Never mind that Dettori rode his opponents to sleep – helped by the absence of two potential challengers for his soft lead – I was sure Ray Tooth’s horse would have been right on the winner’s tail if they’d gone a bit quicker.
Having won for the third time in four tries on the course the previous weekend, we calculated that Dutch Law needed to run again in order to lift his rating enough to make the field for the £80,000 Albert Bartlett Handicap at Ascot on September 3. That should have done the job.
He’s been very busy, but consecutive RPR’s in 2016 of 83,83,84,90,91,92,96 and now 98 suggest he’s improving steadily. To put Friday’s task in context, on June 16, Frankie’s 3,000th was running off 99 at Royal Ascot. At the time Dutch Law was rated 82. On Friday they were running off 94 and 93 respectively, a turn-around of 16lb in favour of the John Gosden – Khalid Abdullah horse.
Again to put it in perspective, the runner-up, staying on well was Mick Appleby’s (formerly Gosden’s) three-year-old Palmerston. One well-known agent was scrutinising Palmerston under the trees in the July Course’s secluded pre-parade ring and came away satisfied with what he saw there and then in the race. Palmerston was getting a whopping 24lb from our humble home-bred.
There was no luck for either Climax (fourth at Catterick) or the disappointing Harry Champion at HQ on Saturday. Maybe we’re going to have to wait for Yarmouth and the Micky Quinn-trained Stanhope. Mick now has Ray’s one-time St Leger runner Great Hall in his care, after some moves around various parts of the country, and that horse’s fourth, behind the unbelievable Fire Fighting, on Saturday suggests there may be more days in the sun for him.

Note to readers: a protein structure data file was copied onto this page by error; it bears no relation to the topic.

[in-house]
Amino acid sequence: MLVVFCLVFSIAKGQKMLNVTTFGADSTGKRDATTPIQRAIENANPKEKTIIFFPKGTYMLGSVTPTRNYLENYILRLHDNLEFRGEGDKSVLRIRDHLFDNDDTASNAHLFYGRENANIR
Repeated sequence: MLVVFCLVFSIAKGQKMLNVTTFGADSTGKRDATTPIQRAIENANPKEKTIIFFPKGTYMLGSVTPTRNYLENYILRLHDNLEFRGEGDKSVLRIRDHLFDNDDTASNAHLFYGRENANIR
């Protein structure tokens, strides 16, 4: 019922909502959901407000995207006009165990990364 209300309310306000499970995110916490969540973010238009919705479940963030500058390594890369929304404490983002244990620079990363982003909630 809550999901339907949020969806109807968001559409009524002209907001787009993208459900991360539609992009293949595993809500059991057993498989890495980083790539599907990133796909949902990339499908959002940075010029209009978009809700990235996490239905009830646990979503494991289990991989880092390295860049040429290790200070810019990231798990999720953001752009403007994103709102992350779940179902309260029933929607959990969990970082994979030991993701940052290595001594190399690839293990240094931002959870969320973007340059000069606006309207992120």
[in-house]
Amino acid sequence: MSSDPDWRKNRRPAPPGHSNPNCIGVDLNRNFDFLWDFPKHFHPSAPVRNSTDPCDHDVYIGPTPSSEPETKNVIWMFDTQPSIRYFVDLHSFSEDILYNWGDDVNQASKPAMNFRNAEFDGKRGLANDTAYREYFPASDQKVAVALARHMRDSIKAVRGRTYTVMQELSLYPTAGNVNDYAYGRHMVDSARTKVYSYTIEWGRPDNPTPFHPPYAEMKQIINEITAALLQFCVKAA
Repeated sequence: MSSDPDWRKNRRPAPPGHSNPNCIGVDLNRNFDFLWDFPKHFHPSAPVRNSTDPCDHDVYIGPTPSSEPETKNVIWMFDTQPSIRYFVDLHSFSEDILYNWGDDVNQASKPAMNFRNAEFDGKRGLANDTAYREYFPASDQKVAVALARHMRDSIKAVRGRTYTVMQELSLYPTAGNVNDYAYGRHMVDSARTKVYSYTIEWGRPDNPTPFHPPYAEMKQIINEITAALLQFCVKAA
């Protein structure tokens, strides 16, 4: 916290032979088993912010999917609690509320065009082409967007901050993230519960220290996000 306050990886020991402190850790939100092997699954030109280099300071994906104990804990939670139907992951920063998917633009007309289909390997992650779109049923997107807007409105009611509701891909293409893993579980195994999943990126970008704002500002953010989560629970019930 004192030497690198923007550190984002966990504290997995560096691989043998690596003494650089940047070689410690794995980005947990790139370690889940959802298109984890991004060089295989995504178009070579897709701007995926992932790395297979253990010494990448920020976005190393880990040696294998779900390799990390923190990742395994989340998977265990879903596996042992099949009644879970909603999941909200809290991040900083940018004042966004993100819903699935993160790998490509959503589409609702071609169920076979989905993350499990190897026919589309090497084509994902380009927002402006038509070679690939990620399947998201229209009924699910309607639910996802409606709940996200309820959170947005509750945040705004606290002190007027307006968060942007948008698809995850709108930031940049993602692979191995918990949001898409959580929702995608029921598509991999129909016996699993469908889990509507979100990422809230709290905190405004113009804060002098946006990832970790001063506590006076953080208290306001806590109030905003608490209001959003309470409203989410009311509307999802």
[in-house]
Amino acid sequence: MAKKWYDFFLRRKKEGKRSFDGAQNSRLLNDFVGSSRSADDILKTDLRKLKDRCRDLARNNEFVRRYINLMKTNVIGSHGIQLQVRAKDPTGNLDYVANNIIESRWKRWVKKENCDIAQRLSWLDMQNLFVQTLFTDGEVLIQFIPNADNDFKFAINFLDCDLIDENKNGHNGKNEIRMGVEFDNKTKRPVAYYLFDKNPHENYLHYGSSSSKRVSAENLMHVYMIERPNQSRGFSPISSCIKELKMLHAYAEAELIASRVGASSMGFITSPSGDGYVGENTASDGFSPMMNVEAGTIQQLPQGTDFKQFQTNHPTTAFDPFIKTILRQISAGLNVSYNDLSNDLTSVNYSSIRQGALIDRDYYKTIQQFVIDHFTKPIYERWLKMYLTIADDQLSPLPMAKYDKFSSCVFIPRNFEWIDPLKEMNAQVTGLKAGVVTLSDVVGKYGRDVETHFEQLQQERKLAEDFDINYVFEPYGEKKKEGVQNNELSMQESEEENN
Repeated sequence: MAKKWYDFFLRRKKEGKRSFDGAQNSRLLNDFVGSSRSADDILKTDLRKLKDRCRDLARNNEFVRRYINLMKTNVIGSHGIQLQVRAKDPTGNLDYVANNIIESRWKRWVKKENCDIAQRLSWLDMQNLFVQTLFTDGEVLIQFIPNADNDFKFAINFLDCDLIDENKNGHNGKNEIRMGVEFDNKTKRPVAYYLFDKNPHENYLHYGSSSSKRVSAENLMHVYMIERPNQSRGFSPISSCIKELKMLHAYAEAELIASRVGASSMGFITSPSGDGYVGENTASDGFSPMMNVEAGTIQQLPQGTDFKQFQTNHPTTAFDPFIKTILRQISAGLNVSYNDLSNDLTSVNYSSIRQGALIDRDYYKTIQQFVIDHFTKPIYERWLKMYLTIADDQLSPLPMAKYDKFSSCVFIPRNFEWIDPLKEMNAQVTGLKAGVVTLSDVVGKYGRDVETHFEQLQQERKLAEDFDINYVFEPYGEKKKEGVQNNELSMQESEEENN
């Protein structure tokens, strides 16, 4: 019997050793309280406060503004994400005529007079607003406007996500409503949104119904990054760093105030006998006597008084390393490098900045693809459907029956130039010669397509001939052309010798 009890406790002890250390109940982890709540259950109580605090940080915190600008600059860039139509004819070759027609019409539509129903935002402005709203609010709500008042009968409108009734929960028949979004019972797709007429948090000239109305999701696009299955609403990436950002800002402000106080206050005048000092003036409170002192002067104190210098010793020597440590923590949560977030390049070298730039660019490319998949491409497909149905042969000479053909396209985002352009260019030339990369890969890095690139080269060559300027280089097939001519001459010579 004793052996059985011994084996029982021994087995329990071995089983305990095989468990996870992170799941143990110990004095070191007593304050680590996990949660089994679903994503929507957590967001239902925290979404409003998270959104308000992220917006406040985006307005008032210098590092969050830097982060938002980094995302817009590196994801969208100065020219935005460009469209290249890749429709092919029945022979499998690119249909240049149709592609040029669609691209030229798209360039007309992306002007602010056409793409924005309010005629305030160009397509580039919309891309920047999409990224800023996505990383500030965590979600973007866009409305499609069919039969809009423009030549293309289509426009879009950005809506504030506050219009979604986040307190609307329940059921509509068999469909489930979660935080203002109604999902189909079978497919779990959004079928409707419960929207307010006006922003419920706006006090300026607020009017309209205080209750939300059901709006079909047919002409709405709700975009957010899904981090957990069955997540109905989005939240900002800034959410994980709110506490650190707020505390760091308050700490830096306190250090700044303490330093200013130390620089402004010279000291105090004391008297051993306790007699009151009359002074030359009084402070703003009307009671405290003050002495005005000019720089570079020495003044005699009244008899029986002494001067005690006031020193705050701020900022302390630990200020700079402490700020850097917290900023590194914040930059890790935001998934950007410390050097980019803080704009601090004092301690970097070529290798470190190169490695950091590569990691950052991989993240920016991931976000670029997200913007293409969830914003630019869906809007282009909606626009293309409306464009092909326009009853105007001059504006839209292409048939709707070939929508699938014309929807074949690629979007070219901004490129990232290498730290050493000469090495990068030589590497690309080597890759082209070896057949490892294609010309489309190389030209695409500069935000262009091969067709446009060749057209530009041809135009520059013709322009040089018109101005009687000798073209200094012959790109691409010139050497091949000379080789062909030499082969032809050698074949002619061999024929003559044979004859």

Alan Spence continues to win with his horses all over the place and Fire Fighting’s four-length winning display off 110 in a hot handicap almost defied belief. Alan expects Profitable to get back to winning ways reverting to five in the Nunthorpe at York this week. I may even venture north to see it, thereby escaping dog-watching duties for the day while the usual holder of that post is away at a two-week ice skating summer camp at Sochi on Russia’s Black Sea. How the other half lives!